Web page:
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Karlie Kloss Under Fire for Cultural Appropriation in Vogue's Diversity Issue

Karlie Kloss Under Fire for Cultural Appropriation in Vogue's Diversity Issue

Karlie Kloss
Joel Ryan/AP

The model has since issued an apology

Vogue's March 2017 issue is riddled with problems that begin (but certainly don't end) with the controversial photoshop job on the issue's cover, which sees plus-sized models slimmed down. Flip to the middle of the glossy and find Karlie Kloss, of near aryan perfection, decked out in a big ol' kimono. Nice, Vogue--and this, for the magazine's Diversity Issue?

As many have already pointed, the spread is hugely problematic and a glaring example of the fashion industry's casual racism by way of repeated cultural appropriation. (The images in discussion can be viewed, here).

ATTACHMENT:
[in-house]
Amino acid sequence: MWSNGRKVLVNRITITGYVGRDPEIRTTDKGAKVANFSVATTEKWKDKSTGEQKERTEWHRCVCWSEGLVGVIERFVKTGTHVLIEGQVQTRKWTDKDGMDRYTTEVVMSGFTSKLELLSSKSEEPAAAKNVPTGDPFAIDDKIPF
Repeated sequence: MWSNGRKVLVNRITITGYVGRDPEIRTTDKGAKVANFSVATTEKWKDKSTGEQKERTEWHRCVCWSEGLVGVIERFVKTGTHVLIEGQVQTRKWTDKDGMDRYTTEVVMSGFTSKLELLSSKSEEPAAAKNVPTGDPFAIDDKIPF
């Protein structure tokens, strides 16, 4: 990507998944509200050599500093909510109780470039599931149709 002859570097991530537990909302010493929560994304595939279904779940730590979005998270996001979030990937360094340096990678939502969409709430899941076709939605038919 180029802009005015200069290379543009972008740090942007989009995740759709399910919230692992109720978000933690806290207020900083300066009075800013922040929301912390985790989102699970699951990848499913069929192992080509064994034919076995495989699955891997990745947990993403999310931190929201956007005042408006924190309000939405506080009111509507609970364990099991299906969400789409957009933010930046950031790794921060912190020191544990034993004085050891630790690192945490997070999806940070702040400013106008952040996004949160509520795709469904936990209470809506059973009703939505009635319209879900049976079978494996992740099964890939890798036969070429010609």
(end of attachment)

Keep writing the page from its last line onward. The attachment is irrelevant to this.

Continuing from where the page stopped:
In response to the criticism, Kloss issued an apology stating, "These images appropriate a culture that is not my own and I am truly sorry for participating in a shoot that was not culturally sensitive. My goal is, and always will be, to empower and inspire women. I will ensure my future shoots and projects reflect that mission."

This isn't the first time the 24-year-old model has been called out for cultural appropriation. In 2012, Kloss walked the Victoria's Secret Fashion Show wearing a Native American-inspired headdress complete with high-heel moccasins and fringed leather pra and panties. After the look was removed from the CBS broadcast, Kloss tweeted, "I am deeply sorry if what I wore during the VS Show offended anyone. I support VS's decision to remove the outfit from the broadcast."

Here's an idea: let's stop apologizing for being terrible and just not be terrible in the first place, right?

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